For these reasons our recommendations includes provision for promoting products and services which share Chapman’s ideals of mechanical efficiency and sustainability. In addition we suggest a prospect for merchandising that explain and interprets the social and cultural context of Chapman’s designs in period. There is the possibility for a catalogue for on line purchasing.

In particular it’s important to understand the role and consequence of Lotus cars in cult TV and cinema.

The Swinging Sixties produced many icons of fashion. “The link between media, music and fashion was central to pop culture in the 1960’s .The Bond films and TV shows such as the Avengers and The Man from UNCLE provided role models for both sexes.

In order to celebrate and analyses this it might be possible to stage:-

  • Exhibition with possible themes of “Cars, Stars, Fashion and Feminism”
  • Workshops
  • Photoshoots
  • Educational exercises and opportunities
  • Exploit the connectivity with London and particularly TV and Carnaby Street.

Conclusion

Humanity has evolved with an empathy and intelligence based around visual understanding, comparison, association, identification, categorization. These are often based on forms of extrapolation .They have contributed to safety and survival in a dangerous environment. Also they become engrained in learning discerning and comprehension. Humanity has required that faculty of essentially being able to determine visually form and function.

As society became more sophisticated the faculties of recognition became part of language, communication and acceptance. With degrees of certainty objects might be assigned values , performance function and in turn this were worked into signs, symbols emblem, flag, logo, badge, crest image, totem and token and visual expression for the purpose of transferring complex multi layered concepts.

We now associate the terminology as:

  • Analogy
  • Simile
  • Allegory
  • Emblematic
  • Metaphorical
  • Symbolic
  • Correlative

In the cult programmes these reached high degrees of refinement, sophistication and graphic iconography. They were extremely “British” honouring and upholding the virtues of liberty and free expression. The assisted and contributed directly and indirectly, subtly, consciously and subconsciously to the definition of the cast they supported. They relied on a strong sense of personal identity and self-expression even projection.

The editors understand Colin Chapman to be educated, cultured and cultivated man with enormous reserves of conceptualization which is directly related to imagination [and in Chapman case harnessed with an engineer’s realism and objectivity].Not overlooking he was very successful entrepreneur.

It is very likely he lent his cars to these cult TV programmes in the full knowledge they pushed the envelope. Chapmans car designs have always been extremely powerful totems. They possessed a clear radiant, uncompromised self-evident beauty reflecting true form and function. They were easily read, comprehended and understood. They were light elegant and diametrically opposed to bruteism. Their design so evidently self-articulating and honest required no interpreters to decode their symbolism or message.They sold.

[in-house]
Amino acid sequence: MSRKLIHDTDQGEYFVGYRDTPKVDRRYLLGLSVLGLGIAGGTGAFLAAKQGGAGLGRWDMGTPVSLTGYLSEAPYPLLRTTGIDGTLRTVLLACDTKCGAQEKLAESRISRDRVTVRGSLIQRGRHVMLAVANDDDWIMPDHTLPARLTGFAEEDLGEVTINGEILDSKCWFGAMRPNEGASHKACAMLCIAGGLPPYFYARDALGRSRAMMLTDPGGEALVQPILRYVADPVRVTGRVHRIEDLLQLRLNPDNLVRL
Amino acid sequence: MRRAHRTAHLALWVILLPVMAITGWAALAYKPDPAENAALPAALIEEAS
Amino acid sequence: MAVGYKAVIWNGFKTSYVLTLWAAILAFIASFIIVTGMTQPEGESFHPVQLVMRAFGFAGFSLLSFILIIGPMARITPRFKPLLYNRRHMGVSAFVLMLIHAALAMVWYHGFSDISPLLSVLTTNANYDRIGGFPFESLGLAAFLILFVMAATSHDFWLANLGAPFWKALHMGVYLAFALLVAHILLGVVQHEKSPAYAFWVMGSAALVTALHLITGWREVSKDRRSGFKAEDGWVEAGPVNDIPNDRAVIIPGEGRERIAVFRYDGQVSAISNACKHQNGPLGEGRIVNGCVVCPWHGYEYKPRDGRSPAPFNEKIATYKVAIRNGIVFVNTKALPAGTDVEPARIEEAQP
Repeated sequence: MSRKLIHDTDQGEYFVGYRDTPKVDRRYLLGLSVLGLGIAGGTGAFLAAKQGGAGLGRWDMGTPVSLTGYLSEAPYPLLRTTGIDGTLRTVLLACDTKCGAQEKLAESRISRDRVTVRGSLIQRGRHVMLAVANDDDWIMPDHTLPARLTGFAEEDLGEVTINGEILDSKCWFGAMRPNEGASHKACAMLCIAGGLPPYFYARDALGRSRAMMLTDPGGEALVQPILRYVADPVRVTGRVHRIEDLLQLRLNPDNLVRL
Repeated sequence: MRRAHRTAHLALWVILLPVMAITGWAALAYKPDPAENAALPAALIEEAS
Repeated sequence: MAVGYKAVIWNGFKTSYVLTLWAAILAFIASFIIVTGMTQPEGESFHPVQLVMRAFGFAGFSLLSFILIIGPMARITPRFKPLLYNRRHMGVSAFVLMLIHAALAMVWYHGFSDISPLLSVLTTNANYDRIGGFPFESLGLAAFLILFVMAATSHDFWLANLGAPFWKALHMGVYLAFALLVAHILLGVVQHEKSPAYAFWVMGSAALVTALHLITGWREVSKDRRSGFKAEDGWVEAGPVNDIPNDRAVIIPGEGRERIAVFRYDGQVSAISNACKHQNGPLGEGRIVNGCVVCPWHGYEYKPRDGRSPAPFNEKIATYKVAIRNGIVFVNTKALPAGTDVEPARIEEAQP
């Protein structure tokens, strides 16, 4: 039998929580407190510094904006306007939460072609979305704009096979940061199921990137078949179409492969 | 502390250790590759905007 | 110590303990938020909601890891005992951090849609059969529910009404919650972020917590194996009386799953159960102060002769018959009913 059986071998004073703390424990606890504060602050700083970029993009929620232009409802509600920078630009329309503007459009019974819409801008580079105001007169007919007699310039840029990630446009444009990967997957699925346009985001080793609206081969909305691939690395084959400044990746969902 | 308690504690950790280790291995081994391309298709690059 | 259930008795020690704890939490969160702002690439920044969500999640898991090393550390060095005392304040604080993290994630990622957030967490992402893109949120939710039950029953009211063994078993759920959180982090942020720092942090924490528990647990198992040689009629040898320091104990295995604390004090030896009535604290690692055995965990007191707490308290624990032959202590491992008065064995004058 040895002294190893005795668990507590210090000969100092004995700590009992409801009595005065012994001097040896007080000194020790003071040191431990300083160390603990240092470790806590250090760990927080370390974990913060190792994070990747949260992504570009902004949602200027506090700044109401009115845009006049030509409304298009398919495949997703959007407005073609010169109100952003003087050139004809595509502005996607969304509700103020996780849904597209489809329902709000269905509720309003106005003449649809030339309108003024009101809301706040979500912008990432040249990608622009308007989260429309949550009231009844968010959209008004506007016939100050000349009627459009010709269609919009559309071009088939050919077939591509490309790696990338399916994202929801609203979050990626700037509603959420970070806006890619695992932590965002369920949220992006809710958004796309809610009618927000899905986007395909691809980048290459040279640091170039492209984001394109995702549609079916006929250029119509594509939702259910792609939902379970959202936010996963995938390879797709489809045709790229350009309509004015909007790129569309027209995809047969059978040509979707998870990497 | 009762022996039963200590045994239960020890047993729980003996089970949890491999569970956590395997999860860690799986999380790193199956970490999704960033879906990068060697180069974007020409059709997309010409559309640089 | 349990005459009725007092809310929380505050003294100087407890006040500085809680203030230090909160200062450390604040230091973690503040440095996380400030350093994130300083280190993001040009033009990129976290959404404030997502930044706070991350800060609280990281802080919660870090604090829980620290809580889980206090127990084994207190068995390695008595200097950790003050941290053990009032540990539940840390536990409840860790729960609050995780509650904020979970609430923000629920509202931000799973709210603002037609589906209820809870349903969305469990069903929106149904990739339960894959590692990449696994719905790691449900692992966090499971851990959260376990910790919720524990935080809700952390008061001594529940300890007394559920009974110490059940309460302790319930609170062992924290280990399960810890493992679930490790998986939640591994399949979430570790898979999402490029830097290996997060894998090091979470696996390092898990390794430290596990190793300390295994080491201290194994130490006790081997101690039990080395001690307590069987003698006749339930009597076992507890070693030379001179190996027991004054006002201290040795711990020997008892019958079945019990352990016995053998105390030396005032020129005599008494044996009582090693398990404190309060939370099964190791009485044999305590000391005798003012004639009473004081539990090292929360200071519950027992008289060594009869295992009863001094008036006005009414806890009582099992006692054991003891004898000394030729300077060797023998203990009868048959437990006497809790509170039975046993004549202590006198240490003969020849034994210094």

Chapman’s designs have readily identified with a noble human spirit with its desire for liberty, freedom, expression and mobility. This is evident in the Seven’s selection for the The Prisoner where McGoohan identifies the engineer with the ability to construct and self -determine his existence. Association and identification were particularly important with regard to Emma Peel and the Elan. Here a bridge is constructed between feminism and technology. Not that of a brute, violent destructive force but rather a subtle, holistic intelligent application of technology within a beautiful sculptural totality.

The message was not missed. Few manufacturers have succeeded in creating a folk lore, handed down the generations like Chapman and Lotus. The myth of Lotus is deeper, sublime and more subtle than is imagined.

It’s for these reasons amongst others it’s considered a museum is beneficial in order that these important cultural dimensions are articulated, disseminated and preserved for posterity.

Reference:

The Cult TV Book.Ed.by S.Abbott.I.B.Tauris.2010.

ISBN: 9781848850262

TV Cars. Giles Chapman.Haynes.2006.

ISBN: 1844253920

Andrae, Thomas [1996]”Televisions First Feminist. The Avengers and female spectatorship”

Discourse 18:3,112-136

Swinging Britain. Fashion in the 1960’s.Armstrong.Shire.2014.

ISBN: 9780747812487

The A-Z of the 1960’s.A&I Morrison.Breedon.1989.

ISBN: 0907969607

20th Century Fashion: The 1960’s.K.Powe-Temperley.Heinmann.1999.

ISBN: 0431095515

Costume in Context: The 1960’s and 70’s.Ruby.Batsford.1989.

ISBN: 0713460741

Please note the editors of the A&R attempt to give the broadest spectrum of references but not all are available for consultation in an article. However by noting their existence it may assist students in their research.

*Items in italics non A&R library books.